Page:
Glasgay! 2006 Preview
The annual festival of queer culture promises a diverse range of exciting events.
Now in its thirteenth year, Glasgay! celebrates queer culture with a programme of remarkable quality and diversity. From established playwrights and dancers to lesser-known local visual artists, via films, club nights and comedy, Glasgay! brings the best LGBT arts to venues across the city.
Running between October 14 and November 12, the programme encompasses live performance, visual arts and film. Highlights include the first Scottish performance of Alan Bennett's 'Talking Heads' monologues and New York dance phenomenon Richard Move's 'Martha @ Tramway', although the full programme has something for everyone. Hedonists will love the themed club nights from Utter Gutter, Burly and Death Disco, while queer politics are not ignored, with the TRAN?GEND3RD film season at the CCA exploring everything from India's hijras to 1960s San Francisco.
'Martha @ Tramway' explores the life of modern dance pioneer Martha Graham. Combining recreations of her ballets and witty monologues, Richard Move has been developing this work since 1996, winning awards and attracting famous names both in the audience and as performers. Over at the Arches, Louise Welsh's 'The Importance of Being Alfred' examines the later life of Oscar Wilde's lover, as he is caught up in a post-war British libel trial. The CCA presents the American company Split Britches, whose 'What Tammy Needs to Know' is a burlesque meditation on the thin line between country music and performance art.
The visual art season is concentrated on the Q! Gallery in the Saltmarket and the Brunswick Hotel. A mixture of international and local artists, including Glasgow-based Greek photographer Menelas, Brazilian graffiti painters, and Skinny contributor Gregor Laird, comment on different experiences of LGBT lifestyle.
The films, which are spread across the CCA and GFT, epitomise the festival's wide reach and diversity. 'Bam Bam and Celeste' is a road movie, charting the course of two friends travelling to New York, across a Mid-West littered with eccentrics. Allan Brocka's 'Boy Culture' is a playful gay comedy of manners. More seriously, the CCA presents a series of documentaries on LGBT cultures around the world. 'Enough Man' and '100% Human' look at transgendered body image and the issues surrounding surgical alterations. 'Keep Not Silent' enters the world of Orthodox Jewish lesbians: the entire season acts as a reminder of the global, political and personal challenges facing the queer communities.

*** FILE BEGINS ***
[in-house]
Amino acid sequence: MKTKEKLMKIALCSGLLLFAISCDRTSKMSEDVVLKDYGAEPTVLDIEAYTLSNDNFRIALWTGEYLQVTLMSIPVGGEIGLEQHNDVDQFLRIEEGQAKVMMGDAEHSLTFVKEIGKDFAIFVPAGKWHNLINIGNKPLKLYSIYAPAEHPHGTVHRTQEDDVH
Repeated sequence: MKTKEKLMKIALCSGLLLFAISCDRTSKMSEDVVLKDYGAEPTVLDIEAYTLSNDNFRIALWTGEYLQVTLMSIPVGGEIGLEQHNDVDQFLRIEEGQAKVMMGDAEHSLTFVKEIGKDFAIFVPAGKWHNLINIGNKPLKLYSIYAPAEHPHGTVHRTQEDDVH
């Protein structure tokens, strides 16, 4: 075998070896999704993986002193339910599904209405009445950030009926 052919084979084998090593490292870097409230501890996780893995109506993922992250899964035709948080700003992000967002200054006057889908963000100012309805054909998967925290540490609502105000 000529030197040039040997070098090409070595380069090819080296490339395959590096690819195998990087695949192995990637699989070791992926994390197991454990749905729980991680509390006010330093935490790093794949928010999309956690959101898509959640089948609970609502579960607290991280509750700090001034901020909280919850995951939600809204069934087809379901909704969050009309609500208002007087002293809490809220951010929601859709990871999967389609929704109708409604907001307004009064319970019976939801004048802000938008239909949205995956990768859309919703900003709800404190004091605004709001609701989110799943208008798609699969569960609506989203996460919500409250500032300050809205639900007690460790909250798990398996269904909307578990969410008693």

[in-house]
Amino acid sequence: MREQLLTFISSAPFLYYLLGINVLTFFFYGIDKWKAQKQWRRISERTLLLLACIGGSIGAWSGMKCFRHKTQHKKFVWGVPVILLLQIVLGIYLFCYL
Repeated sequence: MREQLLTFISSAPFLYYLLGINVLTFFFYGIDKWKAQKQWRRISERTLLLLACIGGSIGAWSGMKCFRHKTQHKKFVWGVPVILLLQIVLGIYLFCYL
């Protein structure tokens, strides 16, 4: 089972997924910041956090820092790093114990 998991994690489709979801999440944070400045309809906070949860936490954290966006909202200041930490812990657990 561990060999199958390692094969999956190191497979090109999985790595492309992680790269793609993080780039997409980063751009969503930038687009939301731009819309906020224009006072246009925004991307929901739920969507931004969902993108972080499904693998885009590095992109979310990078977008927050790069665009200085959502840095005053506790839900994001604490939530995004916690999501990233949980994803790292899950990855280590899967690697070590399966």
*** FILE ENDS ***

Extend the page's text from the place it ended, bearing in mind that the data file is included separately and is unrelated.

In a more light-hearted vein, BBC1's Jason Wood transfers his Edinburgh Fringe hit show 'My Anus Horribilis' to the Stand, and the gay-friendly comedy night 'Bent Double' arrives from Brighton. Rising star Mrs Barbara Nice abandons domestic bliss to apply her child-rearing skills to the audience.
Festivals are no fun without a party, and Glasgay! has enough for everyone. Kicking off with Death Disco and their seedy electronica at the Arches on October 14, the weekends during the festival offer wild nights out. Burly presents its 'House of Horrors' on the 4th to celebrate Halloween, inviting ghouls and werewolves to shake out their cobwebs, and the Carnival Arts Centre opens up for Tran?fusion Underground, where you can dip into their costume closet to create the perfect look. OurStory Scotland has a more traditional ceilidh at the Trades Hall and the festival ends with RIPT at Carnival Arts.
Glasgay! is a unique series of events, indulging every taste and whim and including work and play from many facets of the LGBT scene. It avoids exclusivity, setting important national shows next to small-scale local artists: there isn't enough space to mention half of what is happening. For further details, check their website and find your own way through this incredible happening.